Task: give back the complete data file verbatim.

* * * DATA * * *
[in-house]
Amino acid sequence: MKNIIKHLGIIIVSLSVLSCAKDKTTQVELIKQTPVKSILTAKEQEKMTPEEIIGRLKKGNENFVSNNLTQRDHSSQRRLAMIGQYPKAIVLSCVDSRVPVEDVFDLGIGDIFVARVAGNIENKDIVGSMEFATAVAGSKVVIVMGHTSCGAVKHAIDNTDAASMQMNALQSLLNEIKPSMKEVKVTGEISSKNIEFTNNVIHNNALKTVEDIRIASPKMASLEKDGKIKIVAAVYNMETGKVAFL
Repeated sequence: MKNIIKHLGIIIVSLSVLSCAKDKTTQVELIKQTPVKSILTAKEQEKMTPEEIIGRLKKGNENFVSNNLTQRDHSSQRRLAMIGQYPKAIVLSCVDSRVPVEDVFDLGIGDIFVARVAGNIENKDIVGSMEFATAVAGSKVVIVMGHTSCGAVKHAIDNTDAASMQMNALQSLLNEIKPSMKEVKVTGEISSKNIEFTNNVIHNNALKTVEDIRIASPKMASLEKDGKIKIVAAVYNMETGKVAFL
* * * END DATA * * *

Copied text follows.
[in-house]
Amino acid sequence: MKNIIKHLGIIIVSLSVLSCAKDKTTQVELIKQTPVKSILTAKEQEKMTPEEIIGRLKKGNENFVSNNLTQRDHSSQRRLAMIGQYPKAIVLSCVDSRVPVEDVFDLGIGDIFVARVAGNIENKDIVGSMEFATAVAGSKVVIVMGHTSCGAVKHAIDNTDAASMQMNALQSLLNEIKPSMKEVKVTGEISSKNIEFTNNVIHNNALKTVEDIRIASPKMASLEKDGKIKIVAAVYNMETGKVAFL
Repeated sequence: MKNIIKHLGIIIVSLSVLSCAKDKTTQVELIKQTPVKSILTAKEQEKMTPEEIIGRLKKGNENFVSNNLTQRDHSSQRRLAMIGQYPKAIVLSCVDSRVPVEDVFDLGIGDIFVARVAGNIENKDIVGSMEFATAVAGSKVVIVMGHTSCGAVKHAIDNTDAASMQMNALQSLLNEIKPSMKEVKVTGEISSKNIEFTNNVIHNNALKTVEDIRIASPKMASLEKDGKIKIVAAVYNMETGKVAFL